- Anny Ondra's voice was dubbed by Joan Barry because Ondra had a thick German accent. Barry had to stand just off the set and read the lines into a microphone as the film was shot.
- In one key shot, the villain Cyril Ritchard is photographed with a thick shadow (caused by the arm of an overhead chandeleir) across his upper lip. Hitchcock wanted the image to evoke the old-fashioned, heavily mustached villain found in many silent films. He later called this touch "my farewell to silent pictures."
- Much of the film was originally shot silent; when sound became available during the course of shooting, director 'Hitchcock, Alfred' re-shot certain scenes with sound.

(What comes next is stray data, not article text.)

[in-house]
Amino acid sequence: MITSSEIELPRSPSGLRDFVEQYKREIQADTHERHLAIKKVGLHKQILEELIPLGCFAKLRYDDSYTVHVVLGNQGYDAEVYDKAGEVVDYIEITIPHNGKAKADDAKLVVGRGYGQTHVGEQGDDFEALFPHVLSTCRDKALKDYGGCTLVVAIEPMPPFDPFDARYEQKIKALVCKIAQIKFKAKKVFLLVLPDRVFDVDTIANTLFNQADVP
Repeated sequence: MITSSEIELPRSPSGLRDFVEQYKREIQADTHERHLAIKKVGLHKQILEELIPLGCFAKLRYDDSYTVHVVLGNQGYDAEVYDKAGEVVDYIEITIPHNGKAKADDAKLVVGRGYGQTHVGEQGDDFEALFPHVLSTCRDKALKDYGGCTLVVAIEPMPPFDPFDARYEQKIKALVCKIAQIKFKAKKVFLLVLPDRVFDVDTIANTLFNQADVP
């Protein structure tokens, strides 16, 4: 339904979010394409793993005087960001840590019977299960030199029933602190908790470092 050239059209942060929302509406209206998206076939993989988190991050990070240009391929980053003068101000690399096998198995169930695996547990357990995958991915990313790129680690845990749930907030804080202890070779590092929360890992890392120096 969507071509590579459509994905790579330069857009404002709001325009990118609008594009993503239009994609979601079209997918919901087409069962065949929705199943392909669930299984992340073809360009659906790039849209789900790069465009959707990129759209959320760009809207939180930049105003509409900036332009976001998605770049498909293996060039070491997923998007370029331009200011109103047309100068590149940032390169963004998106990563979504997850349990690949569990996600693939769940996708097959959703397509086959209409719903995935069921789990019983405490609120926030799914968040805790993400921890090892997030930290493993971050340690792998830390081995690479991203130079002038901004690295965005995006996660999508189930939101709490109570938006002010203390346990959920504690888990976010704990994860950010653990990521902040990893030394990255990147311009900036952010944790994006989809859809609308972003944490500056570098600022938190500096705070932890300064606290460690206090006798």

- being bothered by a small boy on the subway.
- Generally acknowledged as the first British talkie.
- The light levels in the British Museum were insufficient to allow Hitchcock to film the final chase scene in the museum. Without informing the producer, Hitchcock used the Schufftan process (developed by German cinematographer Eugen Schufftan). This involved taking still photos of the interior of the museum, then reflecting the photos in a mirror with certain parts of the silvering of the mirror scraped away to allow people (entering a door, for example) to be filmed through the mirror so that they appeared to be present in the museum. (In later years, American development of traveling matte and other process photography methods largely replaced the Shufftan process.)
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